Hiroshima Vigil

PLEASE JOIN Columbia Friends Meeting and Carolina Peace Community on Friday, August 6th, from 7 to 8 pm at Columbia Friends Meeting (120 Pisgah Church Road 29203). We will remember the dropping of the atomic bomb on Hiroshima and Nagasaki and to honor the hibakusha – the last remaining survivors of the explosions.  We will begin with silent, expectant worship in the manner of Quakers and then share as we are led.

In August people around the world hold vigils in memory of the nuclear attack on Hiroshima and Nagasaki to remember and to pledge never to use nuclear weapons again. Columbia Friends have held vigils since the early 1990’s when Rebecca (since deceased) and Harry Rogers organized silent vigils.

South Carolinians, we hope, will commemorate Hiroshima Day. Savannah River Site in the 1950’s began producing materials used in nuclear weapons. Not only have key explosive components of nuclear weapons been constructed here, but our state also has been a center for nuclear weapon and nuclear waste production. Currently, Savannah River Site is being planned as a factory to create nuclear triggers for more nuclear weapons.

This year, Columbia’s annual Hiroshima Day will remember the destruction caused by nuclear weapons, celebrate community, and pledge to walk together in peace.

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Hiroshima August 8th Event

Standing in solidarity for peace and social concerns at the Hiroshima vigil on August 8th. Maintaining social distancing and wearing mask Quakers wanted to speak up and be heard in the community. Quakers not wanting history to repeat itself fighting the good fight for our environmental safety and the future of our children.

photo credit: Crush Rush

If you missed the premiere of Lori Donath’s documentary short Peace Now: Clean Up, Not build up at Savannah River Site. Watch down below:

“Hiroshima Remembrance” Events

Seventy-five years after the atomic bombings of Hiroshima and Nagasaki, survivors are #StillHere speaking truth to power.  Unfortunately, nuclear weapons are also  #StillHere.  That’s why Columbia’s Hiroshima Remembrance Committee and a national coalition of over 100 organizations are marking the 75th anniversary with calls to leaders to ensure that these weapons are never used again.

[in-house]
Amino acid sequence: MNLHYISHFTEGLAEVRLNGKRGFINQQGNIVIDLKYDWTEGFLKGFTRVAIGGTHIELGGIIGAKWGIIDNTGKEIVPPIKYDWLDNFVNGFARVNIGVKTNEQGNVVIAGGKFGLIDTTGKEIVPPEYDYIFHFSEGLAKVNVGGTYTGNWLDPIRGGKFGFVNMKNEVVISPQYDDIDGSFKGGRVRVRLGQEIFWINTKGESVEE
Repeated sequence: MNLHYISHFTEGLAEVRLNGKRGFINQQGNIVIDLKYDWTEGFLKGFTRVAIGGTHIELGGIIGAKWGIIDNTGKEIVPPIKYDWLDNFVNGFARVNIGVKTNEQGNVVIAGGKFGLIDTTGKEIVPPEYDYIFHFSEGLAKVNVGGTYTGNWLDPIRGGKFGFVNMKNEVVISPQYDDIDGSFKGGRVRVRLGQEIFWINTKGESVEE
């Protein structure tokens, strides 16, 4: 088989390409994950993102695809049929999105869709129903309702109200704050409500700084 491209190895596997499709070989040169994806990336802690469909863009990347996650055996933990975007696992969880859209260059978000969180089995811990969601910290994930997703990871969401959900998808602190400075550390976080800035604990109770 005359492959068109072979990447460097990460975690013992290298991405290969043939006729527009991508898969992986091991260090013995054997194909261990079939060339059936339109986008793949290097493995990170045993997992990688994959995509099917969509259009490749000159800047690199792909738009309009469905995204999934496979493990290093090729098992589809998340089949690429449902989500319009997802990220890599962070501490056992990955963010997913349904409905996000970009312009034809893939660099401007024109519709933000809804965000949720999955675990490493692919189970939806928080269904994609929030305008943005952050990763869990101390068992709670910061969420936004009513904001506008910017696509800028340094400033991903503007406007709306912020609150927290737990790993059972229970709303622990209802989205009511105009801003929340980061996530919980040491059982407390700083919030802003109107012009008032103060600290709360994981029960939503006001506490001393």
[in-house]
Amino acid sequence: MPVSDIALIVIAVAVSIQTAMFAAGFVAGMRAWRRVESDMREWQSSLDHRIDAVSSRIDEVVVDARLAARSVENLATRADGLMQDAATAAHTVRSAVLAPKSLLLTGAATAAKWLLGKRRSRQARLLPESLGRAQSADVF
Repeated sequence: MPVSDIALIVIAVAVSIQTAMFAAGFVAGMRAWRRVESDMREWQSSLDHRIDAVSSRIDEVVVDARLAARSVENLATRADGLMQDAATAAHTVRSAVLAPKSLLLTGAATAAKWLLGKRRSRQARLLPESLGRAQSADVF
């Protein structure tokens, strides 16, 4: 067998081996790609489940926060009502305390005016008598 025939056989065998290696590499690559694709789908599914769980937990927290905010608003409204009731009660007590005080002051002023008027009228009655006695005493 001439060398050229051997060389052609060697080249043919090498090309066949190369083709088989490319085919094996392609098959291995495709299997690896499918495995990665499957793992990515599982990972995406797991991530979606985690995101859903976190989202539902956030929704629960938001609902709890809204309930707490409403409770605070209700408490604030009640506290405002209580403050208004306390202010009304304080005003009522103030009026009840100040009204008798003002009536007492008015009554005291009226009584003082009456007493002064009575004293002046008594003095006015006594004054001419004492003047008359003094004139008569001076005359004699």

Because of COVID-19, this year’s 30th “Hiroshima Remembrance” local event has been changed.  On Saturday, August 1st and Saturday, August 8th, committee members will be at the corner of Main and Blanding Streets (just north of Soda City) from 9 am to 11 am.  We’ll share our efforts to “Prioritize Peace in the U.S. Budget” and to say “No Plutonium Pits Production at SRS.”  More details on our Facebook events page:  “Hiroshima Remembrance: Envision Peace Now”   bit.ly/nonukessc

We are also excited to be participating in two national, virtual #StillHere events on Thursday, August 6th and Sunday, August 9th.  South Carolina’s nuclear issues will be highlighted on August 9th when our locally-produced documentary film short asks viewers to hold onto visions of peace and stand against nuclear proliferation. The 15-minute documentary, Peace Now: Clean Up Not Build Up at Savannah River Site,  “introduces audiences to SRS and to challenges met and those upcoming, namely the proposed production of plutonium pits (triggers for nuclear weapons) at SRS. Placing Savannah River Site in the context of nuclear weapons development more broadly, Tom Clements of SRS Watch, along with other South Carolina activists, inform and inspire on the long road to nuclear disarmament, where the work is hard, but the reward is priceless.”

Be sure to tune in on Sunday, August 9th to watch Peace Now: Clean Up Not Build Up at Savannah River Site  (scheduled to air 2:55 pm – 3:10 pm)  Go to www.hiroshimanagasaki75.org for updates.  

Please join with us and tens of thousands of fellow peace-minded individuals in commemorating the 75th anniversary at the livestream #StillHere events August 6 & 9.  Together we will honor survivors, who are #StillHere, and commit to actions to finally eliminate the global nuclear threat, which is also, unfortunately, #StillHere. 

* Columbia’s 30th Hiroshima Remembrance is sponsored by The Religious Society of Friends (Quakers) and Carolina Peace Resource Center.